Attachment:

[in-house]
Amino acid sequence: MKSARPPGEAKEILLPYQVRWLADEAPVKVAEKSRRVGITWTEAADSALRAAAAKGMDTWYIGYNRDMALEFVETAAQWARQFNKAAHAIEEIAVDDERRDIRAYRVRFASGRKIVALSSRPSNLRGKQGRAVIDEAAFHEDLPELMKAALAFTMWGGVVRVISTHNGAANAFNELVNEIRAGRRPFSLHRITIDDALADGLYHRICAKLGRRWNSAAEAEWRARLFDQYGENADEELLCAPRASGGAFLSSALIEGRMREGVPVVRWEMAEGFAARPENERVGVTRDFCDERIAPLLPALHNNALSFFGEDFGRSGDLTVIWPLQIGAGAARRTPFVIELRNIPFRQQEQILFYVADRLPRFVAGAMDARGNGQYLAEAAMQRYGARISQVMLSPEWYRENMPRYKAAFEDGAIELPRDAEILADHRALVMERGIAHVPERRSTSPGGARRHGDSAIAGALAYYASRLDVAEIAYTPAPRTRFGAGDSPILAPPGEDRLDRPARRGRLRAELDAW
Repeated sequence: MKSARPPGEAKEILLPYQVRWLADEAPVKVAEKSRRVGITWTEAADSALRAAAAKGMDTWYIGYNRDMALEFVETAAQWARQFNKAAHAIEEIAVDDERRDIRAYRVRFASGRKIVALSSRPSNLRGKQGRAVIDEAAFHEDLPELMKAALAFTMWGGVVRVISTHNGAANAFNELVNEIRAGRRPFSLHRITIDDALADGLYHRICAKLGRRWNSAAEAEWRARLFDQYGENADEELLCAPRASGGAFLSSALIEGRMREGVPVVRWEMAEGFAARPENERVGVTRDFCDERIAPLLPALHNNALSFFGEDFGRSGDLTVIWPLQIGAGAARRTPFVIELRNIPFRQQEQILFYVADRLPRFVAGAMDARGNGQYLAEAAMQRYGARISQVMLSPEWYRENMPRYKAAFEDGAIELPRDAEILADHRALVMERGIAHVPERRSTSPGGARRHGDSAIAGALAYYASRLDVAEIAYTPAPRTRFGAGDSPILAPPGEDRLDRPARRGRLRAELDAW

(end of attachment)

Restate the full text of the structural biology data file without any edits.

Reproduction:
[in-house]
Amino acid sequence: MKSARPPGEAKEILLPYQVRWLADEAPVKVAEKSRRVGITWTEAADSALRAAAAKGMDTWYIGYNRDMALEFVETAAQWARQFNKAAHAIEEIAVDDERRDIRAYRVRFASGRKIVALSSRPSNLRGKQGRAVIDEAAFHEDLPELMKAALAFTMWGGVVRVISTHNGAANAFNELVNEIRAGRRPFSLHRITIDDALADGLYHRICAKLGRRWNSAAEAEWRARLFDQYGENADEELLCAPRASGGAFLSSALIEGRMREGVPVVRWEMAEGFAARPENERVGVTRDFCDERIAPLLPALHNNALSFFGEDFGRSGDLTVIWPLQIGAGAARRTPFVIELRNIPFRQQEQILFYVADRLPRFVAGAMDARGNGQYLAEAAMQRYGARISQVMLSPEWYRENMPRYKAAFEDGAIELPRDAEILADHRALVMERGIAHVPERRSTSPGGARRHGDSAIAGALAYYASRLDVAEIAYTPAPRTRFGAGDSPILAPPGEDRLDRPARRGRLRAELDAW
Repeated sequence: MKSARPPGEAKEILLPYQVRWLADEAPVKVAEKSRRVGITWTEAADSALRAAAAKGMDTWYIGYNRDMALEFVETAAQWARQFNKAAHAIEEIAVDDERRDIRAYRVRFASGRKIVALSSRPSNLRGKQGRAVIDEAAFHEDLPELMKAALAFTMWGGVVRVISTHNGAANAFNELVNEIRAGRRPFSLHRITIDDALADGLYHRICAKLGRRWNSAAEAEWRARLFDQYGENADEELLCAPRASGGAFLSSALIEGRMREGVPVVRWEMAEGFAARPENERVGVTRDFCDERIAPLLPALHNNALSFFGEDFGRSGDLTVIWPLQIGAGAARRTPFVIELRNIPFRQQEQILFYVADRLPRFVAGAMDARGNGQYLAEAAMQRYGARISQVMLSPEWYRENMPRYKAAFEDGAIELPRDAEILADHRALVMERGIAHVPERRSTSPGGARRHGDSAIAGALAYYASRLDVAEIAYTPAPRTRFGAGDSPILAPPGEDRLDRPARRGRLRAELDAW